Kitti
05-13-2011, 06:24 PM
My elementary school burned down at one point - it was one of those "open classroom" schools with cardboard walls that could be opened up to make it all one giant room, so of course the cardboard walls burned out first and the roof collapsed. It was a bit of a problem as it was the only year-round-school in a county full of 9-month-schools, so it was actually off-schedule from the rest of the schools, in session when they weren't and out of session when they weren't, which helped maintain a sense of unity among the student population for the year they were scattered. (It also helped that our mascot was the dragon - hello, irony, school burning down?)

IIRC it was in October, pretty close to the beginning of the school year. They ended up dividing the student population among 3 of the nearest schools based on geography and busing. I believe each teacher was assigned a school; the admin staff was partially assigned to various schools but the ones like the principal rotated through and was checking on all the students/teachers.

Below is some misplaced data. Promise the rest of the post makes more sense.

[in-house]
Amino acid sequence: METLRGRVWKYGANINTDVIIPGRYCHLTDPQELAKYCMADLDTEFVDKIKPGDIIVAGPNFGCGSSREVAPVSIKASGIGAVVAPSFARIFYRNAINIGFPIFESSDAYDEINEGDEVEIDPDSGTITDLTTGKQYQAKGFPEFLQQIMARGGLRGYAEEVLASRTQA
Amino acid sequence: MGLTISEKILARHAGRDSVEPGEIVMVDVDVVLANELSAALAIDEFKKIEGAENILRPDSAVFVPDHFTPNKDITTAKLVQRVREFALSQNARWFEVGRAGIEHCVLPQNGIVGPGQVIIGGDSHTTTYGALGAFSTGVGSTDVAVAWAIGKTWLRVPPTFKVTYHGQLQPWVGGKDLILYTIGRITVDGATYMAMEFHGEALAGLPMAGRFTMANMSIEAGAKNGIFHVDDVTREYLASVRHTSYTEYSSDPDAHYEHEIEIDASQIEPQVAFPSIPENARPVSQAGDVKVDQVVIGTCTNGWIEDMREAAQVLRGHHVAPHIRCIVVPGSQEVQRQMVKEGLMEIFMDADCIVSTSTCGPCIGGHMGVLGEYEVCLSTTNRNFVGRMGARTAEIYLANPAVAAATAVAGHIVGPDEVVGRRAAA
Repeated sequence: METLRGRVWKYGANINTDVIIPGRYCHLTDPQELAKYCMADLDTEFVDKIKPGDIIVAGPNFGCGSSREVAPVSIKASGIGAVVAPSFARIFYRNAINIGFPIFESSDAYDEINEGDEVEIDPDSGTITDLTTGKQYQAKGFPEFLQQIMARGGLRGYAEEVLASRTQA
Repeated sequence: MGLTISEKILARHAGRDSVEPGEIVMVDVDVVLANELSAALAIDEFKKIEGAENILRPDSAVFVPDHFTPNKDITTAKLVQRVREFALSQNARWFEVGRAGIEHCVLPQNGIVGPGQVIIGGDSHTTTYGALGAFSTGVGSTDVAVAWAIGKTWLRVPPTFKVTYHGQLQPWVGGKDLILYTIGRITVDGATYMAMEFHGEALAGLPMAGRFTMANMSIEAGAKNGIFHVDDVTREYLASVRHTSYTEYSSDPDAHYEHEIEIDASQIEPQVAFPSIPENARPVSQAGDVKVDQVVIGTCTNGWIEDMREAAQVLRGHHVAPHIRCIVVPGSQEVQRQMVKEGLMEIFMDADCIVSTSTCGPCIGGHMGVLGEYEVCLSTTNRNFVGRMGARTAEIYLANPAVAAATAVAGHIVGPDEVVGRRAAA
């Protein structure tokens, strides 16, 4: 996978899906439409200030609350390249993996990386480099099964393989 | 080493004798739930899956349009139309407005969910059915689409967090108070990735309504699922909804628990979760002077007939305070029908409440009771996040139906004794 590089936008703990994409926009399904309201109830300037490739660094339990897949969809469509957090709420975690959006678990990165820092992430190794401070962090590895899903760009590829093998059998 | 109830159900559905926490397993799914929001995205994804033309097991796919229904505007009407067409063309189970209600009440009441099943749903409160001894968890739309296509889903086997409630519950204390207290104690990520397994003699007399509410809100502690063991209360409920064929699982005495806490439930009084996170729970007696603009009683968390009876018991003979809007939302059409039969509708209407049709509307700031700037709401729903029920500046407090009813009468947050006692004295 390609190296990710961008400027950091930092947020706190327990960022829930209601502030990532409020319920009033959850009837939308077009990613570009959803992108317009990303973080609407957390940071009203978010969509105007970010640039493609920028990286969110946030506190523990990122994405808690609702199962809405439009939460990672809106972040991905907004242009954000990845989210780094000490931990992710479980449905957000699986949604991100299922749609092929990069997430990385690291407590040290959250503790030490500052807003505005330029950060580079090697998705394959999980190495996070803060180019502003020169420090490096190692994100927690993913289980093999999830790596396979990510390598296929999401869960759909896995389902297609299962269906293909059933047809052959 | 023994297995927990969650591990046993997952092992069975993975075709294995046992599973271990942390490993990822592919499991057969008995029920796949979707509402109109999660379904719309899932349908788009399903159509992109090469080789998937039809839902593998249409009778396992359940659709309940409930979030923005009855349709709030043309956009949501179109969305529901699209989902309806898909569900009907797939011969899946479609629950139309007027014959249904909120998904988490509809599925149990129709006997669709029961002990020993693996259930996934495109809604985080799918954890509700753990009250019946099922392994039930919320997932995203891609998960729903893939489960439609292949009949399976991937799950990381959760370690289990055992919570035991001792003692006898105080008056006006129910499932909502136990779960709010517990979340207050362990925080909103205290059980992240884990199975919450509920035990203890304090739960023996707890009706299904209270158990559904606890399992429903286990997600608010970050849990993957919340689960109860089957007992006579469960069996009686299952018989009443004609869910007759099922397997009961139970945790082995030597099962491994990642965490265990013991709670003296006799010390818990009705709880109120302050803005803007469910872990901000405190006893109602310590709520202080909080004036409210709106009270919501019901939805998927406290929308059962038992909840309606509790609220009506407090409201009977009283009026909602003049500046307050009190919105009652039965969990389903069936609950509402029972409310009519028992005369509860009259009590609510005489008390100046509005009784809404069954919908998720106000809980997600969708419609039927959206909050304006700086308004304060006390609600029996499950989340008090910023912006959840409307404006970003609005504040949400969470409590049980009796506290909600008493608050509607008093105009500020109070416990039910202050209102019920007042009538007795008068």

Not sure what would happen to the sports teams. I would imagine that the fall team would be the most impacted, as all the winter and spring sports players could be told to try out for their host schools' teams. Most fall sports are played outside, so as long as the practice fields were undamaged they could bus the players over (or tell them to get their own transportation over) to the old school and still hold practices. Depending on how late into the fall season they were, they might just let any team that wasn't going to do well in districts or states just disband.